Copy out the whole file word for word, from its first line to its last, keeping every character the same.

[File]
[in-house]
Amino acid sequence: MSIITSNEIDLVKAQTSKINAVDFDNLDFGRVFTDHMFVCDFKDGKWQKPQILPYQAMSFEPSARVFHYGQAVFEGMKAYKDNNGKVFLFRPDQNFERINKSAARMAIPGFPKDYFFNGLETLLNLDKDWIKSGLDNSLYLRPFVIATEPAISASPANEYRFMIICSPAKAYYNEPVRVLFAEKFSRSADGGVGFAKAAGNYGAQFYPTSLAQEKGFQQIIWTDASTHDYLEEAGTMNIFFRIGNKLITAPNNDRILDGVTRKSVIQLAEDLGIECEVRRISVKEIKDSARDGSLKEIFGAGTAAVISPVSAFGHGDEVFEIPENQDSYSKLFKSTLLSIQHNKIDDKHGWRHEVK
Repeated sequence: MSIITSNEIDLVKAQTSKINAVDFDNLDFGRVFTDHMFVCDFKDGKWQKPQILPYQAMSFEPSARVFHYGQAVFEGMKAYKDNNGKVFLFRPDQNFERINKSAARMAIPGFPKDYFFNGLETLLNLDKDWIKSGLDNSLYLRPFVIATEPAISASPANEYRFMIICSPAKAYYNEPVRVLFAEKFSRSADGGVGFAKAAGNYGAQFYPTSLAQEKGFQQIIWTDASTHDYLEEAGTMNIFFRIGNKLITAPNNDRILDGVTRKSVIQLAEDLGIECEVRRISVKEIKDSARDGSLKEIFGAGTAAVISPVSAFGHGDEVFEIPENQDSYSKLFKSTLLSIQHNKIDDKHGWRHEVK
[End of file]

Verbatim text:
[in-house]
Amino acid sequence: MSIITSNEIDLVKAQTSKINAVDFDNLDFGRVFTDHMFVCDFKDGKWQKPQILPYQAMSFEPSARVFHYGQAVFEGMKAYKDNNGKVFLFRPDQNFERINKSAARMAIPGFPKDYFFNGLETLLNLDKDWIKSGLDNSLYLRPFVIATEPAISASPANEYRFMIICSPAKAYYNEPVRVLFAEKFSRSADGGVGFAKAAGNYGAQFYPTSLAQEKGFQQIIWTDASTHDYLEEAGTMNIFFRIGNKLITAPNNDRILDGVTRKSVIQLAEDLGIECEVRRISVKEIKDSARDGSLKEIFGAGTAAVISPVSAFGHGDEVFEIPENQDSYSKLFKSTLLSIQHNKIDDKHGWRHEVK
Repeated sequence: MSIITSNEIDLVKAQTSKINAVDFDNLDFGRVFTDHMFVCDFKDGKWQKPQILPYQAMSFEPSARVFHYGQAVFEGMKAYKDNNGKVFLFRPDQNFERINKSAARMAIPGFPKDYFFNGLETLLNLDKDWIKSGLDNSLYLRPFVIATEPAISASPANEYRFMIICSPAKAYYNEPVRVLFAEKFSRSADGGVGFAKAAGNYGAQFYPTSLAQEKGFQQIIWTDASTHDYLEEAGTMNIFFRIGNKLITAPNNDRILDGVTRKSVIQLAEDLGIECEVRRISVKEIKDSARDGSLKEIFGAGTAAVISPVSAFGHGDEVFEIPENQDSYSKLFKSTLLSIQHNKIDDKHGWRHEVK